Blue, white and paisley

Bollywood came to the Holy Land last week, as a delegation visited the Jerusalem Film Festival to strengthen ties between Israeli and Indian cinema.

July 18, 2011 21:50
3 minute read.
Vinod Kumar, and Gilli Mendel

Vinod Kumar, and Gilli Mendel 311. (photo credit: courtesy/JFF)


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‘We are looking for Indian stories that will appeal to an international audience,” said Vinod Kumar, the director of Nirvana Motion Pictures, a Bollywood film production company (as well as the head of several other enterprises, among them several high-tech companies).

He was visiting Israel as part of sizable delegation from Bollywood at the 28th Jerusalem Film Festival, in a seminar sponsored by Project Interchange/AJC (American Jewish Committee). Kumar was on his way to introduce a screening of his latest film, Gangor, which deals with the exploitation of tribal women in rural India. While the stereotypical Bollywood film is full of singing, dancing and romance, Gangor is serious and very sincere in its plea for the world to take notice of the most vulnerable women in the subcontinent.

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“Gangor is the first official co-production between India and Italy,” he said of the film, which was directed by Italo Spinelli.

“And we are hoping for many more co-productions with other countries.”

He is especially excited about the possibility of coproductions with Israel.

“Israel is a land of entrepreneurs,” he said with obvious admiration over coffee in the lobby of the Begin Heritage Center. “I hope this is the beginning of a period of broader ties between the Israeli and Indian film industries.”

While in Israel, Kumar had several meetings with Israeli producers, and he was optimistic that film projects might come out of these contacts, some of which were quite informal.

“People have been coming up to me with scripts,” he said.

“I understand that Israelis travel a great deal in India, after the army and so forth. There are so many possibilities for cross-cultural scripts; we have an Indian Diaspora around the world of 20 million people, many of whom would be interested in co-productions.”

The delegation included Supran Sen, the Secretary General of the Film Federation of India; film producers Sundeep “Bobby” Bedi, Vivek Singhania and Shirish Kunder; directors Tilak Raj Magan and Abhishek Sharma; actor Aftab Shivdasani; and Priya Tandon, the AJC’s representative in India.

THE APPETITE for serious Indian films, not just formula Bollywood musicals and farces, is growing as audiences become more sophisticated, members of the delegation said.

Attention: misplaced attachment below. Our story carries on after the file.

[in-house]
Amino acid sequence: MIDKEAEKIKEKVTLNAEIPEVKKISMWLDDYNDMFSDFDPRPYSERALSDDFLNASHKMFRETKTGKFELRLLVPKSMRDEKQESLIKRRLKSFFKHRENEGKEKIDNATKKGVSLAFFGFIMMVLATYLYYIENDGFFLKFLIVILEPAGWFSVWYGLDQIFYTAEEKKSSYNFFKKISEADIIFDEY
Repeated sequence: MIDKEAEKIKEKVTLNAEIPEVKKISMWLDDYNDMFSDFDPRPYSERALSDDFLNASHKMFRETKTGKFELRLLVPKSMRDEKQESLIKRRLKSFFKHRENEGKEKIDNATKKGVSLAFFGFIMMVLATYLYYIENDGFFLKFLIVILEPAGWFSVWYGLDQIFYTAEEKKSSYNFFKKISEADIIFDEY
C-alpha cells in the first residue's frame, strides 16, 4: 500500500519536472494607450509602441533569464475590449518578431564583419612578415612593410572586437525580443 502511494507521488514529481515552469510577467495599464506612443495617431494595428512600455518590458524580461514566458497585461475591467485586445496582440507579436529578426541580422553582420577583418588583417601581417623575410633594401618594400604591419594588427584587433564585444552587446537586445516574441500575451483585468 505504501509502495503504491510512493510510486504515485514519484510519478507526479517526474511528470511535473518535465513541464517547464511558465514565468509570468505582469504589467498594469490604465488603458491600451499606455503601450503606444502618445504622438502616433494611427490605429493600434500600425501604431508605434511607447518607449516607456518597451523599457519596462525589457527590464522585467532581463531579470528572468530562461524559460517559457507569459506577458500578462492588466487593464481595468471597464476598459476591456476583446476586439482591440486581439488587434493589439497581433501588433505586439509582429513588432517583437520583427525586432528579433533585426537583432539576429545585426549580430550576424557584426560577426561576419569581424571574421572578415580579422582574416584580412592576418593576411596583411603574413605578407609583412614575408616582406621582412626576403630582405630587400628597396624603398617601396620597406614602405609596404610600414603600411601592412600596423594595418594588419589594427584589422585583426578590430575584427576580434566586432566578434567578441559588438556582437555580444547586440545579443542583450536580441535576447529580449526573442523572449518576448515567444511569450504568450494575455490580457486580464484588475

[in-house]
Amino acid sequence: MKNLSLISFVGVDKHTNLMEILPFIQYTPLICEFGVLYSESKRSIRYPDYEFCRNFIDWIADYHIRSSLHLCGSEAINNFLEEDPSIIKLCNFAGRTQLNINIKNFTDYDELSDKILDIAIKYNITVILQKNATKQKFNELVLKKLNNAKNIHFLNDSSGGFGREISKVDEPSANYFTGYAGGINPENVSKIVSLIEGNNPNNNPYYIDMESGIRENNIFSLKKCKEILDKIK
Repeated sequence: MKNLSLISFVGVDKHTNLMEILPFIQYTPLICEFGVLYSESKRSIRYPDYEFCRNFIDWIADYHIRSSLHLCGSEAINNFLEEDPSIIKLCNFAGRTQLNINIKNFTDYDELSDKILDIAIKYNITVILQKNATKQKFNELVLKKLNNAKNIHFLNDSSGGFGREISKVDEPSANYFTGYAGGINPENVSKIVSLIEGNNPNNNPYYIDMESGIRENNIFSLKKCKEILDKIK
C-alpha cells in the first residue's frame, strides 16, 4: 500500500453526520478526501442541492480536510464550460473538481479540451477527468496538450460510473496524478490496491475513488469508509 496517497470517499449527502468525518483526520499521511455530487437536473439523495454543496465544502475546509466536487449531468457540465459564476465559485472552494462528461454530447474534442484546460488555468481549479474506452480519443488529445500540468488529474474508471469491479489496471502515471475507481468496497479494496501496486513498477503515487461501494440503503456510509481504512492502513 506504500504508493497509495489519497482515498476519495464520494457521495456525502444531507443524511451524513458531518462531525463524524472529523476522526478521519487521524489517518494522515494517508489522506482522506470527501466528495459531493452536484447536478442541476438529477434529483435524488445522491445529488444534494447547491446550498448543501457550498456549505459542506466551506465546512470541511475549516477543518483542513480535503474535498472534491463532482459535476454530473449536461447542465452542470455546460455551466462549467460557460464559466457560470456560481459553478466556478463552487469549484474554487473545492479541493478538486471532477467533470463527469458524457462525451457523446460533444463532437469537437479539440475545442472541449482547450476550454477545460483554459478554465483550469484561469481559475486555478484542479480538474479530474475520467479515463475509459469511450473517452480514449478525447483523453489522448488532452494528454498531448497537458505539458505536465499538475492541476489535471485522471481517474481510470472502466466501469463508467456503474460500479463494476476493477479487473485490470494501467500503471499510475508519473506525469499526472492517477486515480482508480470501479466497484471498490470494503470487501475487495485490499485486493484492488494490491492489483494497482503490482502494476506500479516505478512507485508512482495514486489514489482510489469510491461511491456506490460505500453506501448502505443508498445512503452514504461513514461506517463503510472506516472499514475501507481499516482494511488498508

The growth of multiplexes, which have come to India relatively recently, is actually a boon for more ambitious filmmakers, Kumar said.

“When you have smaller auditoriums, as you do in a multiplex, then films that appeal to a better educated audience can be shown. These films wouldn’t have been released in a bigger theater.”

Director Abhishek Sharma said he thought films could be a vehicle to encourage tolerance among groups that have been in conflict, citing his own 2010 film Tere Bin Laden as an example.

“It’s about a Pakistani journalist who has been trying to get a visa to the United States and can’t get one, so he makes a fake video that is supposedly from Bin Laden, as a way to get the US,” he said. The good-natured spoof, which was conceived and made before Bin Laden’s murder, was a hit in India.

“It was banned in Pakistan,” said Sharma. “But it was a big hit on the pirated DVD market there.”

As a political spoof, “it brought people together.”

The lead actor Ali Zafar, one of the most popular singers in Pakistan, has become popular in India as a result of the film’s success and was voted one of the top actors in Bollywood in a recent poll.

“If Indians are enjoying the work of a Pakistani actor, it helps change the hostility between the nations,” said Sharma. “There is so much color and richness in Bollywood; that’s just a fact of cinematic life.”

Reflecting on the difference between his work as a tech entrepreneur and a film producer, Kumar said, “When you’re writing computer programs, your work ends with some logic. But with cinema, your work is done when you find something that moves your heart.”

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